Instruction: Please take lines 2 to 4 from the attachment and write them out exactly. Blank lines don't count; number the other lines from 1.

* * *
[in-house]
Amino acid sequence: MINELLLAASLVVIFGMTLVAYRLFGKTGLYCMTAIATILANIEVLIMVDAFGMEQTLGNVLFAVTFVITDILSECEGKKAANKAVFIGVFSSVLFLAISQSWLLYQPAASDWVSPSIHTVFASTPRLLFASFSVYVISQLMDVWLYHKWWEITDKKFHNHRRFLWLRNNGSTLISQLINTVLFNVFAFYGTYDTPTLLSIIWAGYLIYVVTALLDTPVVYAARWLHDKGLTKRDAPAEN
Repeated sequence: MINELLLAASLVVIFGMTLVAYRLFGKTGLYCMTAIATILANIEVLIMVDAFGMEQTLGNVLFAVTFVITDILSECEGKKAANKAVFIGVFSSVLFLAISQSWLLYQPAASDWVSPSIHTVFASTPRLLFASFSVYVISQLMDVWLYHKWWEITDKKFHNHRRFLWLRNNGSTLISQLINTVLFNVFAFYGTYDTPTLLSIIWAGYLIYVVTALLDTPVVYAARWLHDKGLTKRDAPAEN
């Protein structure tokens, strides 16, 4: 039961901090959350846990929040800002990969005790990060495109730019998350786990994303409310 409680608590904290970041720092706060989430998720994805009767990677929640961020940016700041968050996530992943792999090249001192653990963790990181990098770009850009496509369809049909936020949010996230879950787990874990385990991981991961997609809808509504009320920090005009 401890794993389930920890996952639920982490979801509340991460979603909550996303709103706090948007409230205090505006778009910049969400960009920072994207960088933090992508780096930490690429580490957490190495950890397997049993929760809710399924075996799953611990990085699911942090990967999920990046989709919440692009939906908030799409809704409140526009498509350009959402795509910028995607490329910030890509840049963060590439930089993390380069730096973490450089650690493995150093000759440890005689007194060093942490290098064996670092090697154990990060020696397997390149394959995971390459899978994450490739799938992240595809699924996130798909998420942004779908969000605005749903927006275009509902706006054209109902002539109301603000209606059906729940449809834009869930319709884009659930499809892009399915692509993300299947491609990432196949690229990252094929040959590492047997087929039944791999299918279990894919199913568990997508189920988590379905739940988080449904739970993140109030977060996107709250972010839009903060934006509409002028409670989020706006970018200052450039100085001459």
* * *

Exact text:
Amino acid sequence: MINELLLAASLVVIFGMTLVAYRLFGKTGLYCMTAIATILANIEVLIMVDAFGMEQTLGNVLFAVTFVITDILSECEGKKAANKAVFIGVFSSVLFLAISQSWLLYQPAASDWVSPSIHTVFASTPRLLFASFSVYVISQLMDVWLYHKWWEITDKKFHNHRRFLWLRNNGSTLISQLINTVLFNVFAFYGTYDTPTLLSIIWAGYLIYVVTALLDTPVVYAARWLHDKGLTKRDAPAEN
Repeated sequence: MINELLLAASLVVIFGMTLVAYRLFGKTGLYCMTAIATILANIEVLIMVDAFGMEQTLGNVLFAVTFVITDILSECEGKKAANKAVFIGVFSSVLFLAISQSWLLYQPAASDWVSPSIHTVFASTPRLLFASFSVYVISQLMDVWLYHKWWEITDKKFHNHRRFLWLRNNGSTLISQLINTVLFNVFAFYGTYDTPTLLSIIWAGYLIYVVTALLDTPVVYAARWLHDKGLTKRDAPAEN
């Protein structure tokens, strides 16, 4: 039961901090959350846990929040800002990969005790990060495109730019998350786990994303409310 409680608590904290970041720092706060989430998720994805009767990677929640961020940016700041968050996530992943792999090249001192653990963790990181990098770009850009496509369809049909936020949010996230879950787990874990385990991981991961997609809808509504009320920090005009 401890794993389930920890996952639920982490979801509340991460979603909550996303709103706090948007409230205090505006778009910049969400960009920072994207960088933090992508780096930490690429580490957490190495950890397997049993929760809710399924075996799953611990990085699911942090990967999920990046989709919440692009939906908030799409809704409140526009498509350009959402795509910028995607490329910030890509840049963060590439930089993390380069730096973490450089650690493995150093000759440890005689007194060093942490290098064996670092090697154990990060020696397997390149394959995971390459899978994450490739799938992240595809699924996130798909998420942004779908969000605005749903927006275009509902706006054209109902002539109301603000209606059906729940449809834009869930319709884009659930499809892009399915692509993300299947491609990432196949690229990252094929040959590492047997087929039944791999299918279990894919199913568990997508189920988590379905739940988080449904739970993140109030977060996107709250972010839009903060934006509409002028409670989020706006970018200052450039100085001459």